The first John the
Eunuch Mystery by Mary Reed and Eric Mayer,
One for Sorrow, was a
real eye-opener for me. Though I’ve always loved history, I had never gone
much for historical mysteries. Yet I found myself so thoroughly engrossed
in the tale of a eunuch serving as Lord Chamberlain to Caesar in sixth
century Constantinople that I was looking forward to reading the second
installment Two for Joy before it even
came out. Lucky for me, I received an advance reading copy so I could do
just that. And I wasn’t disappointed.
Two for Joy takes us back once again to the days when toga-clad men walked the cobbled roads of Constantinople, fish-sellers, bakers and prostitutes openly bartered their goods to passersby, slaves did their masters’ bidding, and throngs attended gruesome sports in the Coliseum. Ah, the good old days.
Well, hardly. Reed and Mayer are candid in their portrayal of the gritty standards of living back then, the results of life in a society without antibiotics or anesthetics - and, perhaps, most importantly, the absence of a good fire department. You see, the mystery begins unfolding with the "spontaneous combustion" of three stylites in the ancient city (stylites are self-proclaimed prophets who live atop pillars, food sent up to them in baskets on pulleys). John the Eunuch, the brainy aide to the Emperor, must investigate this strange "combustion" phenomenon. Could it have anything to do with the fact that the leader of the Michaelites, Michael himself, has camped outside the gates of Constantinople only to have the Emperor decline a meeting, causing Michael to threaten conflagration? Perhaps.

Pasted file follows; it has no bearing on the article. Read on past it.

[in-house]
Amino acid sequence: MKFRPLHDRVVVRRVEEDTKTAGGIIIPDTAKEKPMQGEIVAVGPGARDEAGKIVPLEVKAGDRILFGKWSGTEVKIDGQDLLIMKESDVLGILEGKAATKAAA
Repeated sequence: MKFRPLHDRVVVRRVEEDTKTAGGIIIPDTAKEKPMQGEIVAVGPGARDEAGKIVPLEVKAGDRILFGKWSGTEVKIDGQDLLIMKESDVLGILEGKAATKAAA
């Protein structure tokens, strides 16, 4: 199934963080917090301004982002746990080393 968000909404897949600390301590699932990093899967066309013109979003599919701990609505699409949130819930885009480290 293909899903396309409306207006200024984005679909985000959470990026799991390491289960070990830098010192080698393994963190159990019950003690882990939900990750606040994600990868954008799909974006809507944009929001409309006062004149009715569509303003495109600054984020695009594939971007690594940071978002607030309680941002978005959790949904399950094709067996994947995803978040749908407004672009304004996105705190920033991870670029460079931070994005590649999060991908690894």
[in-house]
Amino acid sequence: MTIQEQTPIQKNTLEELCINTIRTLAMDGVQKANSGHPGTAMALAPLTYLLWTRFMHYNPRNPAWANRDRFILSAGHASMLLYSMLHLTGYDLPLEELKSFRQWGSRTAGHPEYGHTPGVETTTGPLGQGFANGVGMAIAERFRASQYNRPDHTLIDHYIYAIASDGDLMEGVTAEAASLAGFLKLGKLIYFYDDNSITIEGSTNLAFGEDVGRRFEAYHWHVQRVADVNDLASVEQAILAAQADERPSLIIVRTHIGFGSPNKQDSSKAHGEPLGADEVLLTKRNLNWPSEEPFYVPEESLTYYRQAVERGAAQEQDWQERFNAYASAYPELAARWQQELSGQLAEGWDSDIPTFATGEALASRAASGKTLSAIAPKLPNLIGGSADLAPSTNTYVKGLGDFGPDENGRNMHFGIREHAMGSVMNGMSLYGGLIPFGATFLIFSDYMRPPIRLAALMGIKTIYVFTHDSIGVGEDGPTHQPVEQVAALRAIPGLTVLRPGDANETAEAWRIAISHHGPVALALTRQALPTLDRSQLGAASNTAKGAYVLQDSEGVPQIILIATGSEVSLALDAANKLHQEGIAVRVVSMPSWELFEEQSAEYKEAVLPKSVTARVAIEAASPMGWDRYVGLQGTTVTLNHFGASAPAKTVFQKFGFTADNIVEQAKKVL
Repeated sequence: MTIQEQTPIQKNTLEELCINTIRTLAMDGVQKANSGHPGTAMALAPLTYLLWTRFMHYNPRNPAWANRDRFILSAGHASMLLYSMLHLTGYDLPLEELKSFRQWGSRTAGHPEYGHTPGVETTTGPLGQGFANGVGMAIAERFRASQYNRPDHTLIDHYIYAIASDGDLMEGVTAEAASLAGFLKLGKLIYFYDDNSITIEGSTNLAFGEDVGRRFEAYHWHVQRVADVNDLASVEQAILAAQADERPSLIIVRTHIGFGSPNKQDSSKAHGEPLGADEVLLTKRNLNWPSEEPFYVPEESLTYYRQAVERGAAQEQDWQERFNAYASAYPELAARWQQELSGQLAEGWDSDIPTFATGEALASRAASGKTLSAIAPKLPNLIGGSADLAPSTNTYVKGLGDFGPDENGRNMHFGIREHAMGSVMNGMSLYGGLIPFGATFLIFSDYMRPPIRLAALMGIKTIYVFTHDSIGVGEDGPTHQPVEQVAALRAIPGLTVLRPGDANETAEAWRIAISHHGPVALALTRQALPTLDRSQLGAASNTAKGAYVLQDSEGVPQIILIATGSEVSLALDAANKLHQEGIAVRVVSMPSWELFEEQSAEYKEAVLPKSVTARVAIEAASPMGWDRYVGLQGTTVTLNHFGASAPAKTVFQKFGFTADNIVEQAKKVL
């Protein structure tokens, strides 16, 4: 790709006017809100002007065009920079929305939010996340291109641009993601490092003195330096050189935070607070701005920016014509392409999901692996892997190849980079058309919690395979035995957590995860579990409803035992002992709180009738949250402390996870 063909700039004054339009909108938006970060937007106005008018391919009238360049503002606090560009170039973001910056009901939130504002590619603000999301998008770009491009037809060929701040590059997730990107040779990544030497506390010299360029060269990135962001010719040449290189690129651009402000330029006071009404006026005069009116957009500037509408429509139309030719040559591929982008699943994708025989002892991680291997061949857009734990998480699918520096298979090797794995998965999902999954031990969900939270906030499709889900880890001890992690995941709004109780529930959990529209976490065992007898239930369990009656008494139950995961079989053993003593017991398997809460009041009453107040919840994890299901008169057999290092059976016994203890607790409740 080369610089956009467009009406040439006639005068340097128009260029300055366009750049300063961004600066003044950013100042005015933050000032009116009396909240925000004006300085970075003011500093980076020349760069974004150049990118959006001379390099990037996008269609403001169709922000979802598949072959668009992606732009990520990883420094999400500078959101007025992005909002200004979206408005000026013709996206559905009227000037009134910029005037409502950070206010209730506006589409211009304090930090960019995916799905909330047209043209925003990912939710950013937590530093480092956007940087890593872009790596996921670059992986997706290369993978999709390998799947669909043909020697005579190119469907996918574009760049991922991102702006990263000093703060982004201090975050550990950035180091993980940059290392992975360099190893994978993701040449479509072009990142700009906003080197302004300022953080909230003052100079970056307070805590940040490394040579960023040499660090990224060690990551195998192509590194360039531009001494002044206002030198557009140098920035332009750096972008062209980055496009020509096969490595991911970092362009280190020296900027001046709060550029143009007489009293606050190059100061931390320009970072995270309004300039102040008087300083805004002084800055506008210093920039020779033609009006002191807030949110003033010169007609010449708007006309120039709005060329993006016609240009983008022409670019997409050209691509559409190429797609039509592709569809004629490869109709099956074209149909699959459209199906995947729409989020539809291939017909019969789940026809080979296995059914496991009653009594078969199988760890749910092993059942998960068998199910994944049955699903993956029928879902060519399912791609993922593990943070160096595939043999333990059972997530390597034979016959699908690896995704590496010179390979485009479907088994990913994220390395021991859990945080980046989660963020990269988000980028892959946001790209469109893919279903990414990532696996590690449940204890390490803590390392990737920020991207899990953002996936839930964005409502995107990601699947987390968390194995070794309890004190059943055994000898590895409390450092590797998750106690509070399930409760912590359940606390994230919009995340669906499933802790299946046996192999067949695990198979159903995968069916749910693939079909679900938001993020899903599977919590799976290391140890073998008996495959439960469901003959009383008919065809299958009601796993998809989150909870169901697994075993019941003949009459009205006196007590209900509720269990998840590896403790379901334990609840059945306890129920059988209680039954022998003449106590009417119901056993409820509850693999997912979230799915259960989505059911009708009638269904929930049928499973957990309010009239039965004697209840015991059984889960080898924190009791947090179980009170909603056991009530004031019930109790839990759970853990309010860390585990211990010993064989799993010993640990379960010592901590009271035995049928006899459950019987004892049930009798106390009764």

When a fourth victim burns in the streets - wearing a robe meant for a stylite, and a fifth - this time, a prostitute - at a party thrown in honor of a Senator who is summarily poisoned, John is more certain than ever that there’s a link between the crimes, and he’s determined to find it. An old teacher from the Academy, Philo, who shows up on his doorstep after all these years, nearly derails John’s efforts with his own bumbling attempts to snoop.
But the true hero in Two for Joy is John, the former soldier, then slave, who was captured and castrated, now serving the Emperor of Rome. His mind is analytical and sane, despite the craziness constantly swirling around him, which makes him the perfect detective.